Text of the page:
View Full Version : British security-system a joke?

11th Oct 2001, 23:58
Wonder why UK security-officers seem to collect shaving-equipment? Do they have an extrem beard-growth or can't they afford to buy their own?
What this has to do with flight-safety beats me. We have far more dangerous "weapons" onboard like the crash-axe for example.
I allso heard that some british airlines don't count their passengers after boarding. They trust the good old Circus air to do the counting for them. What about if somebody sneeks into the airport in another way?
Seems to me that he or she can get onboard that airplane and get airborne without being noticed. Stop collecting razor-blades from security minded pilots and do something to your own poor security instead!!!!!

[ 11 October 2001: Message edited by: flapflap ]

12th Oct 2001, 12:58
With you on collecting shaving equip etc., however beyond the 'wall of steel' that is BAA security(!) I think you might find that security procedures vary quite widely across the airline spectrum.

We had abolished headcounts under certain conditions (ie gate-to-aeroplane security adequate, known airports only etc.) but immediately re-instated them after 11/09. We also insist on 100% bag screening, and where this is not possible manual pax bag ID is completeed alongside before boarding. Other deep security checks are now routine, and we react very quickly and it seems at great expense to the company in order to comply with up-to-date DTLR info.

Other airlines do not... the cost of these precautions compromising their (management, not pilots!) desire to work as hard to cover all the bases.

That said, security in the UK has always been of a significantly higher standard than other parts of Europe, and certainly the domestic US - the ever present threat of our Irish friends, amongst others, giving good reason to be trained and have adequate(?) provisions in place.

This is not a 'boast', hence I have not mentioned who I work for - merely to point out that it is unfair and inaccurate to generalise about 'UK' airlines.

Whereabouts in Europe are you from, flapflap, which gives you such cause to point the finger at UK security in particular? I hope not Holland, Spain, Greece, Italy or France...

12th Oct 2001, 13:13
They should only be collecting "non-safety" shaving items - i.e. good old "cut throat" blades which can do just that, although I don't know of that many folks that still use them.....

As there's been a very recent re-classification of most (especially European) countries in terms of the DTLR Aviation Security Threat, expect security measures pretty much identical to those immediately after September 11th.


The Guvnor
12th Oct 2001, 13:50
Schedule 4 of the Direction to Aircraft Operators, Aerodrome Managers, Security Approved Air Cargo Agents and Catering Undertakings Relating to Heightened Security Measures 2001 states that the following items shall not be permitted in the handbaggage or on the person of any passenger or member of flight crew (except as may be reasonably required for the performance of their normal in-flight duties):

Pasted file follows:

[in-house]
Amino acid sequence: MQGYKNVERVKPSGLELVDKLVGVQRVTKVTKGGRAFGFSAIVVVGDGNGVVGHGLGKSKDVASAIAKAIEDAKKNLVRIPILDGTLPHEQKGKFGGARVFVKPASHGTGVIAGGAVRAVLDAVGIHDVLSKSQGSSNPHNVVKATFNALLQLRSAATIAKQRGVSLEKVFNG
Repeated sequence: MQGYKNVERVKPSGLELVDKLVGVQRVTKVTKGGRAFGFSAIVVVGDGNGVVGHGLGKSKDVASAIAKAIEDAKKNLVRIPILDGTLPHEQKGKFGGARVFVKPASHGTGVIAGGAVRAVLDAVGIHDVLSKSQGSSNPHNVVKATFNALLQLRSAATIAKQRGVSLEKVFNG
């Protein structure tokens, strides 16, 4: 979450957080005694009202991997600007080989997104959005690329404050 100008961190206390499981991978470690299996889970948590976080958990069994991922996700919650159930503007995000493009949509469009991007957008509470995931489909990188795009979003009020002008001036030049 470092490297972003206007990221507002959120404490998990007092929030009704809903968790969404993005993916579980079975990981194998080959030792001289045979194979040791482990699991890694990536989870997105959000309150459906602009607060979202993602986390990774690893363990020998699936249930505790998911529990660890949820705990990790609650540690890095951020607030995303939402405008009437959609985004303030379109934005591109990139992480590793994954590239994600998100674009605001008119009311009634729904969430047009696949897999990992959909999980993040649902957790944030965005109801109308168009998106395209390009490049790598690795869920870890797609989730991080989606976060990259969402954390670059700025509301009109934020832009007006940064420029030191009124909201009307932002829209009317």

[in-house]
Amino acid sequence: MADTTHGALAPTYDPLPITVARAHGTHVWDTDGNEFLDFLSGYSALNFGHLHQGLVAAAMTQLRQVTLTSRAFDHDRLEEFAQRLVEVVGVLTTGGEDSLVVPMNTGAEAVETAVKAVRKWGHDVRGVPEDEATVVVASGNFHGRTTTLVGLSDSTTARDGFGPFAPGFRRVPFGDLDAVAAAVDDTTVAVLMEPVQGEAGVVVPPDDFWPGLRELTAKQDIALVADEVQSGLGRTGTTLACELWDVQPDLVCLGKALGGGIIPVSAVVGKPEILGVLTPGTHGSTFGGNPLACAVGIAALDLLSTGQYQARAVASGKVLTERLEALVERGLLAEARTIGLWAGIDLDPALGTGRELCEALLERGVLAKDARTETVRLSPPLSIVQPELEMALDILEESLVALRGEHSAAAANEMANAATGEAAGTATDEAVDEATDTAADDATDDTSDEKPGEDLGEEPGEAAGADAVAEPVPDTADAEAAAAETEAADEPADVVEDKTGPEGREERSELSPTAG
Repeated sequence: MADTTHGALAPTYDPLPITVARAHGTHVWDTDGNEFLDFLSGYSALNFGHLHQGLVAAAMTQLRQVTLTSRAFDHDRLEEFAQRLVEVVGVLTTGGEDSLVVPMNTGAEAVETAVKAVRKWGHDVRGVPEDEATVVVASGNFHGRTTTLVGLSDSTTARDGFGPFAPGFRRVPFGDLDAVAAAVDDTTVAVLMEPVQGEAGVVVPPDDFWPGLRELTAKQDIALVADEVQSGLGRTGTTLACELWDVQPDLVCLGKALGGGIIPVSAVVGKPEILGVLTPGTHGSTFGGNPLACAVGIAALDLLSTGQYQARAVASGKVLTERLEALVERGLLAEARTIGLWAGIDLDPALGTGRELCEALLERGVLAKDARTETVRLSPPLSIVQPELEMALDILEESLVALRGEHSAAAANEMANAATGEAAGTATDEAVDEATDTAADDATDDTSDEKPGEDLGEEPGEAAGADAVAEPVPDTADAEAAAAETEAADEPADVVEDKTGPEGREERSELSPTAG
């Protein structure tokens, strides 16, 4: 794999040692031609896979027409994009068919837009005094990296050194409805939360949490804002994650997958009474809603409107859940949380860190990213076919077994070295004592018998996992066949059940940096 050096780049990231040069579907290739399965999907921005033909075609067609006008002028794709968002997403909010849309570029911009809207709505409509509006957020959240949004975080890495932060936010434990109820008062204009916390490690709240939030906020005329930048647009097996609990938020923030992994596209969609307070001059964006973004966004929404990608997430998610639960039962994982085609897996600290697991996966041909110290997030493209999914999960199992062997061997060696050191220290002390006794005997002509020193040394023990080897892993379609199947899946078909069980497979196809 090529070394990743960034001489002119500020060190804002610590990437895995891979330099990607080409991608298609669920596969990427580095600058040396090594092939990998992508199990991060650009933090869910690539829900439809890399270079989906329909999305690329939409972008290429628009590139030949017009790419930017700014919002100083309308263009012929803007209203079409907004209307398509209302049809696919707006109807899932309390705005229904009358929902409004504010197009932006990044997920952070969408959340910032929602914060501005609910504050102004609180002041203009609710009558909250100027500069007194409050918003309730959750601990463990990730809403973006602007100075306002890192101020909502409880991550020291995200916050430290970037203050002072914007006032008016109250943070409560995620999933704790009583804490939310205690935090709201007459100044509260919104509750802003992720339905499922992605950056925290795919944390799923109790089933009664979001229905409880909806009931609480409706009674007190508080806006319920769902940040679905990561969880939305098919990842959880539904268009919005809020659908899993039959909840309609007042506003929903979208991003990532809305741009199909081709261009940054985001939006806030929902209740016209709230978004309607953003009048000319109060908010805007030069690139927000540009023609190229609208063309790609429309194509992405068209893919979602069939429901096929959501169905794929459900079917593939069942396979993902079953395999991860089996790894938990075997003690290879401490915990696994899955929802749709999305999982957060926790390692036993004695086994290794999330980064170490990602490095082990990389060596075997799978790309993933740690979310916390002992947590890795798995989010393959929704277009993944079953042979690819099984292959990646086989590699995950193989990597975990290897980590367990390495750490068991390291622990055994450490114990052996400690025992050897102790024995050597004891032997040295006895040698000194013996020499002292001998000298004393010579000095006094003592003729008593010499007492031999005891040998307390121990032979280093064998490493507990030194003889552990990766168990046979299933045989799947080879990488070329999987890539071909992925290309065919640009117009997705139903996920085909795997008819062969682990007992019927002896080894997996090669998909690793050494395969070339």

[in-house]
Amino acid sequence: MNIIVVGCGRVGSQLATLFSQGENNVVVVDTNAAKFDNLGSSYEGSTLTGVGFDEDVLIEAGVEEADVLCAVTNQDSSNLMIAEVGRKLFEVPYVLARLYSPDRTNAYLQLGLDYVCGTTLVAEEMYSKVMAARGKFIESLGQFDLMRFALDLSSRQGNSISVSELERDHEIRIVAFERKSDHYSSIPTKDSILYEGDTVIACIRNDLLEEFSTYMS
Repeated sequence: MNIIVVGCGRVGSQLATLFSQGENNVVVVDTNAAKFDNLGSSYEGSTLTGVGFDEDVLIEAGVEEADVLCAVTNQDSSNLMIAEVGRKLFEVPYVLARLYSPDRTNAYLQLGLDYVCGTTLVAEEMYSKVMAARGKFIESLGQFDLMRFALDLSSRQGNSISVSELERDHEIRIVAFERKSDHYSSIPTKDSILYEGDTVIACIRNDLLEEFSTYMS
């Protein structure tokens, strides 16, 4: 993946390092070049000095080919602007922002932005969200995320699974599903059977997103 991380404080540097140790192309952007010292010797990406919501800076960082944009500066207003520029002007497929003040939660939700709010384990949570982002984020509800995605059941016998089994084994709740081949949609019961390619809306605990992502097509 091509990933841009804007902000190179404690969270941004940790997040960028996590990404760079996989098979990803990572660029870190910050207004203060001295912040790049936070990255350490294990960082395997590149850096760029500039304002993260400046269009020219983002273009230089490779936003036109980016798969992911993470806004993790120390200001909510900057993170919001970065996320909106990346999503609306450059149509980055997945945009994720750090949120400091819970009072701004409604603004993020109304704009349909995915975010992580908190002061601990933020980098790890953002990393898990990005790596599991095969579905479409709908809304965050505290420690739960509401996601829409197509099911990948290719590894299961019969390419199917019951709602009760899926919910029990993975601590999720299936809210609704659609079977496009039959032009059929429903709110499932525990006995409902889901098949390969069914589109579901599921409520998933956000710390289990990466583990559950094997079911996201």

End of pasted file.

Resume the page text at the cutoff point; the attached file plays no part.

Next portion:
- Toy or replica guns (plastic or metal)
- Catapults
- Household cutlery
- Knives with blades of any length, including letter openers, made of metal or any other material eg polycarbonate or ceramic, strong enough to be used as a potential weapon
- Razor blades (both open bladed and safety razors)
- Tradesmen's tools which would have the potential to be used as an effective weapon
- Darts
- Scissors
- Hypodermic syringes (unless required for genuine medical reasons)
- Knitting needles
- Large sporting bats and clubs (eg baseball and softball bats, golf clubs)
- Billiard, snooker or pool cues
- Any other article which in the reasonable contemplation of the aerodrome manager or aircraft operator might be used or adapted for causing injury or incapacitation of a person.

So there you go!

12th Oct 2001, 19:25
Agree that old cut throat blades etc should not be allowed onboard. Just wonder what would happen if someone decides to take the crash-axe with to the hotel and check in with it the next morning in the hand-luggage?
Security-officers would probably go out of their minds stating that due to security reasons that would have to be left behind together with the shaving-equipment. Would be interesting to see their reactions when telling them that due to security reason the axe has to go onboard.
Security is all very good and necessary, but has to make sence and not made up by some office-rat who don't know anything about what can cause damage and not.

A Very Civil Pilot
12th Oct 2001, 22:18
I suppose that they are doing what the checklist says.no razors, so none allowed. No mention of pens (ever had one stabbed in the eye?), so they're allowed.

More sense is needed than knee-jerk reactions.